A Review of: On the Reproduction of Capitalism (1) by Louis Althusser, translated by G. M. Goshgarian



"...history (political, social, intellectual) has completely shattered the unity, even the problematic unity, of the two discourses that Althusser's 'structural Marxism' sought to combine in such a way that each would help sustain the other; it has relegated them to contexts that hardly communicate now."

Etienne Balibar, from the Foreword.

Balibar supplies a clearly written and succinct foreword that properly locates the problems and contexts of the book's origins in its milieu, but it is a rather negative one in essence, as the above quotation shows. Personally I find it hard to see where this unity ever was a unity, really (did it claim such?), or where it has been shattered, unless he means the death of Helene. The statement is not really defended with any examples of the history that has apparently performed this task. Perhaps this is because -

"This also grounds his disagreement with Gramsci: it is crystallized in Althusser’s rejection of the Gramscian notion of 'hegemony' and in his insistence on the exteriority of the revolutionary party (or movement) to the whole system of bourgeois ‘superstructures’, the correlative of its interiority or critical immanence to the practices of the popular masses and the working class. But this merely displaces the problem. And the idea of an organization external to ideological forms of organization, which are obviously apparatus-forms in their turn, is, it will be agreed, quite enigmatic."

Gramsci has already taken over the reigns as the modern radical lodestone and has to carry the weight of the promise that Althusser once did for the Left (at least in this place). Perhaps, they have already sided to Gramsci's concept of hegemony, and in follow-on fashion, to Hardt and Negri, and the concepts of subaltern and multitude, so writing this introduction is made difficult in this respect, the return of a ghost.

The negativity continues, with similar reservations (after all, they are presenting a book to us), in Jacques Bidet's Introduction:

"This text may seem to be coming back to haunt us from another day and age. It does indeed bear witness, in part, to opinions that have become impossible to maintain today."

Such comments appear to be references to some form of philosophical fashion that has made its decisions already, and which do not think of themselves as needing any qualification (it is curious to me that this form is aesthetic rather than ideological in nature, nevertheless...). The trouble with fashion is that it is only fashion, it is short term. We might say in response, yes, currently, in this time period, this might appear to be the case, if you follow the popular way, but when was that ever correct? This may be why he immediately contradicts himself:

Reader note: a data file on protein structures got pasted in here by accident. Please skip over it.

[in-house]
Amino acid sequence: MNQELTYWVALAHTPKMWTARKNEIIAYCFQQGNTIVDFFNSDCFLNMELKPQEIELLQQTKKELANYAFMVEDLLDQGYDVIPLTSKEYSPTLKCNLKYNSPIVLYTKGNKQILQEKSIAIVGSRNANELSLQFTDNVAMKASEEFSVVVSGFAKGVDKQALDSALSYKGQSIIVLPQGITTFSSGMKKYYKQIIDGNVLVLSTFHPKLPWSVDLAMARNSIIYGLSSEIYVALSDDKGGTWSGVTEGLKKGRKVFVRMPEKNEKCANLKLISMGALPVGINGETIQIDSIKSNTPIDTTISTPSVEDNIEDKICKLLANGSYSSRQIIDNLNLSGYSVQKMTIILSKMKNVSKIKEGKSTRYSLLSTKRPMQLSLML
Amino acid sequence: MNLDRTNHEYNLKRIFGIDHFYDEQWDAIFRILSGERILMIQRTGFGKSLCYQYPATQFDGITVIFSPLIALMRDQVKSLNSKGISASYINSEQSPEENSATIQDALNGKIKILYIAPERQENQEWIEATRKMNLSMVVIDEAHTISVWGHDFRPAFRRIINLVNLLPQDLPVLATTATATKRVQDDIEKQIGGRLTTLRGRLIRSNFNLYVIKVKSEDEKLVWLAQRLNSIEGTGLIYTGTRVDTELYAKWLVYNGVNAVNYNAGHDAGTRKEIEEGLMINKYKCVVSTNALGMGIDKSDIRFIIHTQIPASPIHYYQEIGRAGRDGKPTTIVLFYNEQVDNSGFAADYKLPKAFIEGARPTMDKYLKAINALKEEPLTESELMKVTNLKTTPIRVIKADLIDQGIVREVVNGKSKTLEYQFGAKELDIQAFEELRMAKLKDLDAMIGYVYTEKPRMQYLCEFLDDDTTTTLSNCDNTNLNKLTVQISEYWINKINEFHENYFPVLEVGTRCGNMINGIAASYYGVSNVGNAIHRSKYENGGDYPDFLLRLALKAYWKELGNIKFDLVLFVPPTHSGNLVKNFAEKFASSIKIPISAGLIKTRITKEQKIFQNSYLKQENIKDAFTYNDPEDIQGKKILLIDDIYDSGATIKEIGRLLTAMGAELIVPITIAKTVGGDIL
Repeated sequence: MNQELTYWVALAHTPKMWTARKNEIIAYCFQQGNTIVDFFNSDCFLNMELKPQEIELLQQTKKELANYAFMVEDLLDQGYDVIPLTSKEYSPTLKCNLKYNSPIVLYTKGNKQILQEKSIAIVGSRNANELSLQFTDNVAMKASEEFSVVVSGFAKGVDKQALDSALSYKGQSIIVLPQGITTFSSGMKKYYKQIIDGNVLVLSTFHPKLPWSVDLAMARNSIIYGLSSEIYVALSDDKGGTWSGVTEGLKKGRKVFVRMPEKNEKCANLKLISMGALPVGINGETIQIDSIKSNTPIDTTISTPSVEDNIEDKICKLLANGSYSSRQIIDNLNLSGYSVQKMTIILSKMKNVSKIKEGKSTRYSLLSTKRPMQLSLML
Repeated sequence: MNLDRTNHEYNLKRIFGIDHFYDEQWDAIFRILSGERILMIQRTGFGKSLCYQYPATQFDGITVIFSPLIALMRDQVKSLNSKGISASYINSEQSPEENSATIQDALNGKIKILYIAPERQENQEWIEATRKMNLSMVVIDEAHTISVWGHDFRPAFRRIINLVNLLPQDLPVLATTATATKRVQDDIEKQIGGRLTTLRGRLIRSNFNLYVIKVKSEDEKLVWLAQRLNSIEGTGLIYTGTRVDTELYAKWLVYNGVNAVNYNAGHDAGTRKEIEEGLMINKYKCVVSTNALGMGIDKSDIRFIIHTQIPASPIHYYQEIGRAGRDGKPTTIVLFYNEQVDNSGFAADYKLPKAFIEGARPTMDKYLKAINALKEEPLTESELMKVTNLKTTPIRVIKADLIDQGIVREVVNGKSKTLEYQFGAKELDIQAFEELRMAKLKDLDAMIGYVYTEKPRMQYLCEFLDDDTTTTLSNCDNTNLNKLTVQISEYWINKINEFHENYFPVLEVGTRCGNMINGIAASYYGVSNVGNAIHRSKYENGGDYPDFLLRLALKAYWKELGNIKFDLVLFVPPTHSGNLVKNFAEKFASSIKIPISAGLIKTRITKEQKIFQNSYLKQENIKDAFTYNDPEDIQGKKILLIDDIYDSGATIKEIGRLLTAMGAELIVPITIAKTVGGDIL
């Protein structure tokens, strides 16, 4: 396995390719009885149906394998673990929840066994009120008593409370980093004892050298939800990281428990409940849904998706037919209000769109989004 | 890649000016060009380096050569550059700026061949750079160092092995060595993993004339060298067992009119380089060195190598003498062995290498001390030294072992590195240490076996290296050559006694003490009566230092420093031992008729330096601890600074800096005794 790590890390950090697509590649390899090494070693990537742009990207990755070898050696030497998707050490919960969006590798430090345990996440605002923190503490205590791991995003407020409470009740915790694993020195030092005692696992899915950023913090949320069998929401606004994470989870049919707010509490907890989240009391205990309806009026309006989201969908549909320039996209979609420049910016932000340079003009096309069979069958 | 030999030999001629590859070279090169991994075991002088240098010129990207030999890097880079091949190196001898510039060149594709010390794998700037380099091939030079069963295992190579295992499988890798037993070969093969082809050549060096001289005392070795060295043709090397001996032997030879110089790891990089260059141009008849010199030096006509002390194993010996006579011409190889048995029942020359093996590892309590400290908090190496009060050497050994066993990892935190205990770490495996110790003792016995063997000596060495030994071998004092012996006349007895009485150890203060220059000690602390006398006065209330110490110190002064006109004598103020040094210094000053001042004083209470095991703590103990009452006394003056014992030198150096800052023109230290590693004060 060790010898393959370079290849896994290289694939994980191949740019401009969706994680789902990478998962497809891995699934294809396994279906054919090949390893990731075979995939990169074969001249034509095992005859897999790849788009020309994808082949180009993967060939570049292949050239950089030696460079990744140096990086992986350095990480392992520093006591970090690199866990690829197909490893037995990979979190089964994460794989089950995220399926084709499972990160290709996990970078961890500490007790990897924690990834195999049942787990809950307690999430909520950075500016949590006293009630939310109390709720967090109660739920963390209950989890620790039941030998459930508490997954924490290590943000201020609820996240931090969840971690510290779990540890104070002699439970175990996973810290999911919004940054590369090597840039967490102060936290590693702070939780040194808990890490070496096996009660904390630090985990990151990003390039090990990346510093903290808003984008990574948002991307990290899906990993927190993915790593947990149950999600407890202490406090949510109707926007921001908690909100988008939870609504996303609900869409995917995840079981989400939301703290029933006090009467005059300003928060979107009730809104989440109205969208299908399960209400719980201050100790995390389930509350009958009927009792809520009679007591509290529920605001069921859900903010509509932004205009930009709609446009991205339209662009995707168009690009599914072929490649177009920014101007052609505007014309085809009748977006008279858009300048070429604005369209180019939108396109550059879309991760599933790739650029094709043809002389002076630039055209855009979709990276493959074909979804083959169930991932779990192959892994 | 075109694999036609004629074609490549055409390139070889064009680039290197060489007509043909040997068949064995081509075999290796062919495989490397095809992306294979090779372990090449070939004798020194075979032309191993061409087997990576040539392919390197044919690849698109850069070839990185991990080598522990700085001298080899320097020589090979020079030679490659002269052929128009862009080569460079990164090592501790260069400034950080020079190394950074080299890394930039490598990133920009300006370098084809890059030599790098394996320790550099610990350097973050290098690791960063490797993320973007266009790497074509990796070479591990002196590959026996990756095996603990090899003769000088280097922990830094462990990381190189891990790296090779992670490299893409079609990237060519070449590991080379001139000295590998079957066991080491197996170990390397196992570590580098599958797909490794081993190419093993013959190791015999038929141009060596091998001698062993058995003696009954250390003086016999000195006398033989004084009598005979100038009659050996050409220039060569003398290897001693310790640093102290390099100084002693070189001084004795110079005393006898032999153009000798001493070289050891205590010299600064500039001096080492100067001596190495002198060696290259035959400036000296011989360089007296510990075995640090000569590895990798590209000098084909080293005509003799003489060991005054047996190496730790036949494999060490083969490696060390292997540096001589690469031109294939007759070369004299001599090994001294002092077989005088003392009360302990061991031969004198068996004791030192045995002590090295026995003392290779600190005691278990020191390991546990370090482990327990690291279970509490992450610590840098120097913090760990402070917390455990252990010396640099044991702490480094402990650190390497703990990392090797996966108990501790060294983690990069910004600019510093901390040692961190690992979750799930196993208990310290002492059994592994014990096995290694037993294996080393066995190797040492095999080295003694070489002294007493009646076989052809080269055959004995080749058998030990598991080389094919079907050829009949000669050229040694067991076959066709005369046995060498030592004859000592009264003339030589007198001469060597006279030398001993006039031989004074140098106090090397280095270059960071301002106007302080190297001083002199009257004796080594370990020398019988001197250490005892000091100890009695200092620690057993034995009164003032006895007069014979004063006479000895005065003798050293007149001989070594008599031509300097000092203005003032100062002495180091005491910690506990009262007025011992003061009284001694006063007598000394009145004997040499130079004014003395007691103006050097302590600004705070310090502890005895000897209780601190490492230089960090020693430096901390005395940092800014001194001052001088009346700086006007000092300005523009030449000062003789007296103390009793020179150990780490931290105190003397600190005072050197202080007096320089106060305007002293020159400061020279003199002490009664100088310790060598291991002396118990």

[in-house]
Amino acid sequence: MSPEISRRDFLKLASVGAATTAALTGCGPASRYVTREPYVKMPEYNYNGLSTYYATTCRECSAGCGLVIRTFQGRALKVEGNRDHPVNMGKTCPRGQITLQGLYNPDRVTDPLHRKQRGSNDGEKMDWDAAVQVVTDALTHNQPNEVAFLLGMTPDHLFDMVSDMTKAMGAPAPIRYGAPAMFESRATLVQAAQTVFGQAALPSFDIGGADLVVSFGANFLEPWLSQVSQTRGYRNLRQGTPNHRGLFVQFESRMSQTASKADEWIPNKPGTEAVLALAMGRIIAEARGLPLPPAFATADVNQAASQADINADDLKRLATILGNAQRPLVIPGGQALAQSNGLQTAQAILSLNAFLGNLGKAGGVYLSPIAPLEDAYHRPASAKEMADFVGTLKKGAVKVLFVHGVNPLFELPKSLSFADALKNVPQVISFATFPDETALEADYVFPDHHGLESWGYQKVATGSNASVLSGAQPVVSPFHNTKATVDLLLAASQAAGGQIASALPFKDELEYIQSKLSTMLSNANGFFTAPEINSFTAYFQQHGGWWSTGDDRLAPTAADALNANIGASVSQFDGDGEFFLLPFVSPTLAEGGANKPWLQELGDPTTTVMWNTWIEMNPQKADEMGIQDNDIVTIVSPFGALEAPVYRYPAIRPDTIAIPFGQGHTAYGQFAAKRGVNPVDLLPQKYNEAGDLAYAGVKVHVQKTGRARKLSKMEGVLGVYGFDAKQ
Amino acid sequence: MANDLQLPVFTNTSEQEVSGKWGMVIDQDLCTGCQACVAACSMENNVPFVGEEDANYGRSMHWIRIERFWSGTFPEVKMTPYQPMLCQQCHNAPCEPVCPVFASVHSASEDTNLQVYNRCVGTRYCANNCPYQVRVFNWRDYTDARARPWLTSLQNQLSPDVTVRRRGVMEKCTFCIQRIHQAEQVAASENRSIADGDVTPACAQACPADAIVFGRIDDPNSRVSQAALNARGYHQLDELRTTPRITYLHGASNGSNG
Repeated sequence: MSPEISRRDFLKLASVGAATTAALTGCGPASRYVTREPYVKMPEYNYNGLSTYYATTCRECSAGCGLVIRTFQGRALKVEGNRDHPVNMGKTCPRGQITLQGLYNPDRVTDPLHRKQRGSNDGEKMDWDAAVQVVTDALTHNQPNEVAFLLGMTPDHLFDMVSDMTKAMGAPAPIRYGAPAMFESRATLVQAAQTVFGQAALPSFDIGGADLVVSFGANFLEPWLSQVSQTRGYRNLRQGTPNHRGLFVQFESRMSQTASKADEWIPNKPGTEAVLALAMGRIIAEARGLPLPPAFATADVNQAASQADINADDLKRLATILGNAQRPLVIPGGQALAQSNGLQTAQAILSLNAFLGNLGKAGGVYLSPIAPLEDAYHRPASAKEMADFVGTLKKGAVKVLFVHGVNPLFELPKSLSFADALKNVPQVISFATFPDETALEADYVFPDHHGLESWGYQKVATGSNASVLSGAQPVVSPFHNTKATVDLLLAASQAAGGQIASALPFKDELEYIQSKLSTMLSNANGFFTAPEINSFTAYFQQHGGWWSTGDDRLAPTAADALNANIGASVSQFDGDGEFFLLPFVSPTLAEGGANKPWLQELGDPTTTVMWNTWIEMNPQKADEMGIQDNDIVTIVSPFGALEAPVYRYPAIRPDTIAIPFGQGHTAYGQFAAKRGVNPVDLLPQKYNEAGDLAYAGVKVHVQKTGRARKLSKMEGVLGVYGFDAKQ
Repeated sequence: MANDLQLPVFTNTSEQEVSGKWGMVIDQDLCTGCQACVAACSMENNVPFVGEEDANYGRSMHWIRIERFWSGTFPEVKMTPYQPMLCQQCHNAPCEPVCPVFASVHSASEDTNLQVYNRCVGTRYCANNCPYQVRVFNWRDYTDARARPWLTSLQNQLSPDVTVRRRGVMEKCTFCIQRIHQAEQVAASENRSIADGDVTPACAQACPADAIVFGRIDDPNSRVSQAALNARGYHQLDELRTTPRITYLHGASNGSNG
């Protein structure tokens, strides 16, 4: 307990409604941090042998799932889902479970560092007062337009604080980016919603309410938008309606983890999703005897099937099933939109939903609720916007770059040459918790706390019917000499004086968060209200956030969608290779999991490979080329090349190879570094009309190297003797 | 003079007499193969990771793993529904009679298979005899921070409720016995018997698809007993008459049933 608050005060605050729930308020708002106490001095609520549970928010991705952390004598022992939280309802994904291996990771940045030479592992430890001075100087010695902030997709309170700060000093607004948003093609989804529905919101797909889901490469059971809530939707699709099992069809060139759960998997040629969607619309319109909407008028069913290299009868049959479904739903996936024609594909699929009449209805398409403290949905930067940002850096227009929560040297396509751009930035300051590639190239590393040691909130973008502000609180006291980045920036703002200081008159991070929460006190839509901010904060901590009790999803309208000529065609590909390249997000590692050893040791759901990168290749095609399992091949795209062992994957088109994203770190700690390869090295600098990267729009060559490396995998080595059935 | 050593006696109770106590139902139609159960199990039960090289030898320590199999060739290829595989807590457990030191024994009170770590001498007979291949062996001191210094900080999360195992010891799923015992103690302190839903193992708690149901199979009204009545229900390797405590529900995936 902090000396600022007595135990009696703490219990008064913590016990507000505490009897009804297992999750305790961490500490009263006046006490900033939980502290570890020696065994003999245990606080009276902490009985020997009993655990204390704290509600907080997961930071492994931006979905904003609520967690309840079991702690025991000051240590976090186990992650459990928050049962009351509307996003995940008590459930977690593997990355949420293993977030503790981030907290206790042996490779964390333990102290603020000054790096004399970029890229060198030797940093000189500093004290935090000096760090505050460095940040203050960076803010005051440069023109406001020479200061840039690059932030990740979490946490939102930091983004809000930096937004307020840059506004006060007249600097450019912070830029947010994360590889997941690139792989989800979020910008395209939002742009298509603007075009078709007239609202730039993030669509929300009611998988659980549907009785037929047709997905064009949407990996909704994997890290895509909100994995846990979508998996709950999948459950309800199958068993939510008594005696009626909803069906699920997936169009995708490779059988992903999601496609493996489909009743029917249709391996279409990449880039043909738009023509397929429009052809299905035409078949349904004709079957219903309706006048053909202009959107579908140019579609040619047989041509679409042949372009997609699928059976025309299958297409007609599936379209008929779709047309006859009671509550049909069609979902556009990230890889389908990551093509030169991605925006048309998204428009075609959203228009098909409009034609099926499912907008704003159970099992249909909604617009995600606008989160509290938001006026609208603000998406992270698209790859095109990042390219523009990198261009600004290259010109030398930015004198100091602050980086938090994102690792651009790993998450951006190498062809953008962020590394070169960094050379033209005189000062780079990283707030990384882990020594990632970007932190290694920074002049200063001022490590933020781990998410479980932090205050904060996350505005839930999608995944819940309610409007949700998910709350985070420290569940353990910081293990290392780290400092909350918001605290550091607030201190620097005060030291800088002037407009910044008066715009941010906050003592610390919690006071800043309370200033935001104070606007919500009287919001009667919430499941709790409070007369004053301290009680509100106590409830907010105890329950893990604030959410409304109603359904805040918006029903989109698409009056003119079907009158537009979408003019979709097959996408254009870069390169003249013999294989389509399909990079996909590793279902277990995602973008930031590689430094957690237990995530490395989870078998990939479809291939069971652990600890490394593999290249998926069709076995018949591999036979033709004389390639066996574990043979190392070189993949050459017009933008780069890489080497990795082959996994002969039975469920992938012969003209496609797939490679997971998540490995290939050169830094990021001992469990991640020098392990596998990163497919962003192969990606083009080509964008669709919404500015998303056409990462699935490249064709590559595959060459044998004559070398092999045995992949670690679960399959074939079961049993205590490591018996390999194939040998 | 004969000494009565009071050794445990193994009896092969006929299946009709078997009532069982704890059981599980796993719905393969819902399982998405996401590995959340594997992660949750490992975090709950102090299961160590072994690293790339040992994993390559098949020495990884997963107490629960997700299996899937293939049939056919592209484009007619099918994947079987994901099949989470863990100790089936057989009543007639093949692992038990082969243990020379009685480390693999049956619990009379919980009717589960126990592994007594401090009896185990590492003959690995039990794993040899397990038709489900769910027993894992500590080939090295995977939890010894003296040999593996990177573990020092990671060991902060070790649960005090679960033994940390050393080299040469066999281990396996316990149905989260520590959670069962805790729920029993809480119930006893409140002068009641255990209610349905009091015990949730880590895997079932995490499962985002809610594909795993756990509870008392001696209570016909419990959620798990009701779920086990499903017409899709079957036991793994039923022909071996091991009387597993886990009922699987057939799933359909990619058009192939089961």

"It confronts us with a question that is today less than ever possible to dismiss as obsolete: under what conditions, in a society that proclaims its devotion to the ideals of freedom and equality, is the domination of some people over others endlessly reproduced?"

He is right of course. But there is obviously some embarrassment in the fact that inside this book Althusser is basically a Bolshevik in theory, and overtly aligns himself with the classics of Marxism (albeit criticizing Stalinism), which is not obvious in previous publications of these texts in other versions. But this is all apparently in 'defiance of realism ' according to Bidet, which is (again) taken to be self evident. Though Bidet also says it is "equally clear" that it (Althusser's theory) deserves to be revalued as an autonomous source of "intellectual stimulation", which does not help balance things much because it makes it sound like some kind of mere self improvement plan for the idle intelligentsia.

Yet Bidet is also spot-on to highlight that Althusser's innovation is to refer to the only descriptive nature of (some) earlier Marxist theories.

A theory of structural reproduction (which Althusser promised at least a bit of) has, as its corollary, a theory of the transformation of the structure, says Bidet, it refers to change in time, a theory of social change. But perhaps it is too much to expect Althusser, when he confronts this problem, to ever answer the question of how reproduction can become revolution, and maybe this is because it is the wrong kind of question: i.e. one that expects an answer that is prefigured in the question: a theoretical answer. This is not possible, we can only understand the structure and its reproduction. In doing this maybe we can see where contradictions arise and we can presume these will lead to crises that may or may not lead to revolution when enough of them clash on enough levels, but to expect some kind of answer like a magic 'key', in theory, is peculiar, and to not receive such an answer, since one like this never arrives except as a false path, leads inevitably to disappointment and rejection, i.e. disappointment that in theory we have not achieved transcendence in theory. (It can lead to worse, to fascism).